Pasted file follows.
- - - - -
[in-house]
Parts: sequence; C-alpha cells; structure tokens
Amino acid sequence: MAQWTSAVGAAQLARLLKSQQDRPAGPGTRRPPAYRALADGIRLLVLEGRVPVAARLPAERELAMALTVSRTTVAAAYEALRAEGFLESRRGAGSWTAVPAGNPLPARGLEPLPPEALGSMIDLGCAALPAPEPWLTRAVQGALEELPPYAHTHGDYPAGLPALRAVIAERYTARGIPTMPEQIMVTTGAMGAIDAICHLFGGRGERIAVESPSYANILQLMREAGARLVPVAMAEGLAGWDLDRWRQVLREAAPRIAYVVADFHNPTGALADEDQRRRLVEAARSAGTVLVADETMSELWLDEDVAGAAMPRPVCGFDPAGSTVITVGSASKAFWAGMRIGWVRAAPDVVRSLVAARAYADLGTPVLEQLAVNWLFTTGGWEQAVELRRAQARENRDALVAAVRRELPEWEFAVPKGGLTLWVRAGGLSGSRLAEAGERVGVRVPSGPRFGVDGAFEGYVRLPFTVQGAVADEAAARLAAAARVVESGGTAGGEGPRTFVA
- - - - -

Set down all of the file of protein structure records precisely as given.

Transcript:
[in-house]
Parts: sequence; C-alpha cells; structure tokens
Amino acid sequence: MAQWTSAVGAAQLARLLKSQQDRPAGPGTRRPPAYRALADGIRLLVLEGRVPVAARLPAERELAMALTVSRTTVAAAYEALRAEGFLESRRGAGSWTAVPAGNPLPARGLEPLPPEALGSMIDLGCAALPAPEPWLTRAVQGALEELPPYAHTHGDYPAGLPALRAVIAERYTARGIPTMPEQIMVTTGAMGAIDAICHLFGGRGERIAVESPSYANILQLMREAGARLVPVAMAEGLAGWDLDRWRQVLREAAPRIAYVVADFHNPTGALADEDQRRRLVEAARSAGTVLVADETMSELWLDEDVAGAAMPRPVCGFDPAGSTVITVGSASKAFWAGMRIGWVRAAPDVVRSLVAARAYADLGTPVLEQLAVNWLFTTGGWEQAVELRRAQARENRDALVAAVRRELPEWEFAVPKGGLTLWVRAGGLSGSRLAEAGERVGVRVPSGPRFGVDGAFEGYVRLPFTVQGAVADEAAARLAAAARVVESGGTAGGEGPRTFVA